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Grubbing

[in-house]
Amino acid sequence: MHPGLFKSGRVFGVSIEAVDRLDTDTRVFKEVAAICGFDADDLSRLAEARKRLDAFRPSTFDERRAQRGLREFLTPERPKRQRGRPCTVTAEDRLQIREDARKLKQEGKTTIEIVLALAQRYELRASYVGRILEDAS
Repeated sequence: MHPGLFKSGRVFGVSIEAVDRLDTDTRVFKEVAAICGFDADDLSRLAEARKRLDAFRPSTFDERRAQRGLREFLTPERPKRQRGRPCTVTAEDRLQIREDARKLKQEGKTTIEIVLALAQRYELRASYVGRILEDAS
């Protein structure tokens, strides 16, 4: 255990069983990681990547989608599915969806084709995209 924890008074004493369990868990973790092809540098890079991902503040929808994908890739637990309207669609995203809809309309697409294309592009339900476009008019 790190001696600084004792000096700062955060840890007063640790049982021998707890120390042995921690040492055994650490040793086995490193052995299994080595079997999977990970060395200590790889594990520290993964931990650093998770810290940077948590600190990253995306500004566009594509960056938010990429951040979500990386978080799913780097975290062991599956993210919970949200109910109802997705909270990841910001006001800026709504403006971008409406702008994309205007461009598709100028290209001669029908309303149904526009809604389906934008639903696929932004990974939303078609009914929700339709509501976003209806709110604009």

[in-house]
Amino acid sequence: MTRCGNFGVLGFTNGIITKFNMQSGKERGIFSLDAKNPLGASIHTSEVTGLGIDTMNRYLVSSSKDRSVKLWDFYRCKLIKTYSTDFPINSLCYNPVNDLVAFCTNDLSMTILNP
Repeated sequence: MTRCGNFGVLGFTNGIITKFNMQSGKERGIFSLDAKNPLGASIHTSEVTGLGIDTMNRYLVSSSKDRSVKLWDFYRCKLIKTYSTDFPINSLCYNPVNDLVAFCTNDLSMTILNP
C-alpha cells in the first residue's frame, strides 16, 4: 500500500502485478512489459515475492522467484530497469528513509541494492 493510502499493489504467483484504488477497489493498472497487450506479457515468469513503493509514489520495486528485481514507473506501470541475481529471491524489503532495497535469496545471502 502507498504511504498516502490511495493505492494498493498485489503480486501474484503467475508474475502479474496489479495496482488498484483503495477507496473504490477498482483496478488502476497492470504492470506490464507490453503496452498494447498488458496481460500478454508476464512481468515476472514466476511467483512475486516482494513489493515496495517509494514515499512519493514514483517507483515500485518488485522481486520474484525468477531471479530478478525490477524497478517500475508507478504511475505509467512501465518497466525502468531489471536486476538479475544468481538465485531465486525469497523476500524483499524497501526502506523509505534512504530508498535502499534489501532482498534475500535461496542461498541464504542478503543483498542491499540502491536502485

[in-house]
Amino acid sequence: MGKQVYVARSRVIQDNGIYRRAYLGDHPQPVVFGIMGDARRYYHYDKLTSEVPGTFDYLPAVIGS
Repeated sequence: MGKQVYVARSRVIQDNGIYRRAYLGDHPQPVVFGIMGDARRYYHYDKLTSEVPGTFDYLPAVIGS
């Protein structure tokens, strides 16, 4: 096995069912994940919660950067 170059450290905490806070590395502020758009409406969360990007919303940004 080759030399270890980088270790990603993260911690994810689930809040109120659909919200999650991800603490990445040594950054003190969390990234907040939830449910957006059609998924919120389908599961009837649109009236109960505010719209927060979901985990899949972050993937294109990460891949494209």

Term for the reclamation of land not yet used for agriculture, usually the conversion of forest areas into arable land. Incomplete clearing, in which the tree stumps or roots are not removed, is called "Schwenden". The term Riede (Lage), which is used mainly in Austria, is derived from Roden. The newly gained arable land is called clearing. In viticulture, this is understood to mean the uprooting of vines for various reasons. Traditionally, this is the removal of (too) old vines that produce too low a yield. Other reasons are a change of grape variety or when a vineyard has been extensively attacked or destroyed by vine diseases or pests. The picture on the left shows the grubbing up of cherry trees, the picture on the right a slash-and-burn (painting by Eero Järnefelt). After grubbing up, a correspondingly long fallow period is required, i.e. a temporary suspension of use. Loosening the soil before planting a new vineyard is called rigole.

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